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Honoring The States: The 22nd State Admitted To The USA - Alabama...

The 22nd state admitted to the US was Alabama on December 14th, 1819. President James Monroe signed the constitution to help make Alabama the 22nd state after being a part of the Mississippi Territory from (1798 - 1817). Alabama is known as the Yellowhammer State because of the Civil War times when a company of Alabama troops paraded in uniforms trimmed in bits of bright yellow to remind people of the "Yellowhammer" birds with yellow patches under their wings. The Alabama motto is "We dare defend our rights". The state capital is Montgomery. The state bird is the Northern Flicker, the state flower is the Camellia, and the state tree is the Longleaf Pine.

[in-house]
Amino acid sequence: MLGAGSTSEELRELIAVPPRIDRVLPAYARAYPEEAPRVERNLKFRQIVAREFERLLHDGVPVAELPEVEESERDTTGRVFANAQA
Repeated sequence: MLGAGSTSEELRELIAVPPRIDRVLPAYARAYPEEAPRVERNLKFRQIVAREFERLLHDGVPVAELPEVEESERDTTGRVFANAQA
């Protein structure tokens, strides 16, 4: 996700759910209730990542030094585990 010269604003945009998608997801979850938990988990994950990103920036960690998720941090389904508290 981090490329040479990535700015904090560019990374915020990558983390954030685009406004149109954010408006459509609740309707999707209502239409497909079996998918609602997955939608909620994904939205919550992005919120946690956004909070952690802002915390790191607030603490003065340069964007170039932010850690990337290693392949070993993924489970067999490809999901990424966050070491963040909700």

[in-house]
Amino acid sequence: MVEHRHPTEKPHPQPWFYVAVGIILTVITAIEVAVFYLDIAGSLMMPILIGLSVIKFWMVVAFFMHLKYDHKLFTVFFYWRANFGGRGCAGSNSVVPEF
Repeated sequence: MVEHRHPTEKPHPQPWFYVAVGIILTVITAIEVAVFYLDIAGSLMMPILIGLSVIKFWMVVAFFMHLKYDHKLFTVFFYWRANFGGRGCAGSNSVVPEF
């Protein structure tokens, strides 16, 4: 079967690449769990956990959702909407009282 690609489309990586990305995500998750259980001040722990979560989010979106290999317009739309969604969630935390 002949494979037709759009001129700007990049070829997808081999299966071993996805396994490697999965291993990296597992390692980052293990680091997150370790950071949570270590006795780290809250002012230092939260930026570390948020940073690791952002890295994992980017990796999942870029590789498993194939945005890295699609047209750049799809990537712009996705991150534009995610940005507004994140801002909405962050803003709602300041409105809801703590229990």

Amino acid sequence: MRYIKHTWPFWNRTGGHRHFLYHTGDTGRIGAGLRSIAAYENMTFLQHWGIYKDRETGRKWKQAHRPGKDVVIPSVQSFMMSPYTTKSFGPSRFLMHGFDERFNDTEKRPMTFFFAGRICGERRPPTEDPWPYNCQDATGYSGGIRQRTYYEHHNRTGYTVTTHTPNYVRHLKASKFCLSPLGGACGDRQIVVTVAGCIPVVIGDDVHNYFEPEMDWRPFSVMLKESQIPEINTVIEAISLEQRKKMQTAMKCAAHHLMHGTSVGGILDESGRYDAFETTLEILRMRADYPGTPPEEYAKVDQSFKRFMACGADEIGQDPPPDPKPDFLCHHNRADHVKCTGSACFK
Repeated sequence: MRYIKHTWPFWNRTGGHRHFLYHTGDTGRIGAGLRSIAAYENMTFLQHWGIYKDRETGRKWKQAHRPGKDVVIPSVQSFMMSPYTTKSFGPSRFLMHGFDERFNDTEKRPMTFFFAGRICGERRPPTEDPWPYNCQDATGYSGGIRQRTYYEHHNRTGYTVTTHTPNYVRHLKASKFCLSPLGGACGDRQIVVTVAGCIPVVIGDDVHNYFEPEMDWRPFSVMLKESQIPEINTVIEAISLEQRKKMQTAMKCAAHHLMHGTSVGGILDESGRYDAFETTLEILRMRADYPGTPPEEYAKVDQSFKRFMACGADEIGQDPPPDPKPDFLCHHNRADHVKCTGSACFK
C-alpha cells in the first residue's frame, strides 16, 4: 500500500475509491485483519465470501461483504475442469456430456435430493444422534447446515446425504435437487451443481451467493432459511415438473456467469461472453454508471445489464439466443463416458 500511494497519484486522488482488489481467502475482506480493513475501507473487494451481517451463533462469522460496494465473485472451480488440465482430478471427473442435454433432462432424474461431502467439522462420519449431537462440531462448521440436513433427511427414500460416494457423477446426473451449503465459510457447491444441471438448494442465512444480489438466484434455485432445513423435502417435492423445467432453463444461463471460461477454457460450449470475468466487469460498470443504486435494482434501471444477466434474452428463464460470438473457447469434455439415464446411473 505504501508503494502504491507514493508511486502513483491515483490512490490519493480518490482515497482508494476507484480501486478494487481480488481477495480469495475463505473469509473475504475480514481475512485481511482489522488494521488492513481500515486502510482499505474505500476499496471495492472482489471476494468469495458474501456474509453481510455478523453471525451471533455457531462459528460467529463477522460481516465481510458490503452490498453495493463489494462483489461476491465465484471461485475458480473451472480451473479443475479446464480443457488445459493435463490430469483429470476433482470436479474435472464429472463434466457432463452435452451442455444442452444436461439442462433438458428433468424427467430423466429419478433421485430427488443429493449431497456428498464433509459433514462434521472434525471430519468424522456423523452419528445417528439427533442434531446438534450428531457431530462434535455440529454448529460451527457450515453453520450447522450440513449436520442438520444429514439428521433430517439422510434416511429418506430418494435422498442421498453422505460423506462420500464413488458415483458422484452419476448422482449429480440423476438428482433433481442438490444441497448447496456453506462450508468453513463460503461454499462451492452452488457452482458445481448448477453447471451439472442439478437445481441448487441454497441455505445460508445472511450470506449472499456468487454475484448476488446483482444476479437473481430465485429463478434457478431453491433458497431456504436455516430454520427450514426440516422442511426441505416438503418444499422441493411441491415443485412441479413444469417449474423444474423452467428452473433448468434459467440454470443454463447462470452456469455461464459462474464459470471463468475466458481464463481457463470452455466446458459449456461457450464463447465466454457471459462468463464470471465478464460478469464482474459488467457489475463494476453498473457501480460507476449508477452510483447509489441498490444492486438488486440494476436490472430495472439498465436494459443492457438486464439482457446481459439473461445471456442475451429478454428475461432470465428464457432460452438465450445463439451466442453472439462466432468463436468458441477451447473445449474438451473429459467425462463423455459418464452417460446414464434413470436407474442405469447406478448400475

Indigenous peoples habited the region we now call Alabama more than 10,000 years ago. Huge, Earthen mounds, like the one at Moundville, are indicative of the Mississippian people's work throughout the Southeast. Alabama consisted of tribes from the Cherokee, Choctaw, Creeks, and Chickasaws, as well as the Alabama-Coushattas and the Yuchis. From diseases to assaults to their land, resources, and warfare, Native Americans were subjected to European fortune hunters and colonialists. The first known European explorers were the Spaniards, arriving at Mobile Bay in 1519. In 1540, Hernando de Soto and an army of 500 men came in search of gold. They slaughtered thousands of Native Americans in a battle with the warriors of Choctaw chief Tuscaloosa. For the following 250 years, the Spanish, French, and British fought for control of the region. In 1702, the French founded the first permanent European settlement in Alabama at Fort Louis. They outnumbered the British, who were fighting for the territory. The "Treaty of Paris" in 1763 gave Britain the Mobile area, and another treaty in 1783 officially ended the American Revolution. Spain gained Mobile, and the US received the rest of the territory of Alabama. In 1813, the US drove the Spanish out by adding Mobile to the "Louisiana Purchase" of 1803. By 1814, General Andrew Jackson defeated the Creek tribe at the "Battle of Horseshoe Bend", and Indigenous people had to move to the West due to the rapid influx of white settlers. Today, a small number of Creeks still remain in the southern parts of Alabama. It became a territory in 1817, and an official state in 1819. The population included around 500 free Black people at the time, and was over 125,000 people total. There were over 300,000 residents by 1830, and one fifth of them were enslaved. When the Civil War broke, Indigenous peoples were removed, slavery was up for questioning, and an economic depression came after the 1837 financial crisis. By 1860, Alabama population got to one million, with half of the population Black. In 1861, Alabama seceded from the Union to join the Confederation. Alabama refused to ratify their state legislature to grant citizenship to the enslaved in the Fourteenth Amendment, so it was placed under military rule in 1867. In 1868, Alabama ratified a new constitution that protected civil rights, and then was readmitted to the Union. Between 1868 and 1874, whites rejected this "Reconstruction Period", and the Ku Klux Klan used force to push their views onto others. Blacks were given access to education, and whites insisted in separation. Until the "Civil Rights Movement" of the 1960's, Black Alabama residents suffered racism and terror every day of their lives. Rights were granted and then challenged for many many years, and still today, there are whites that hold these archaic and limiting views and beliefs. The "Voting Rights Act" of 1965 restored voting rights to all races to this date.

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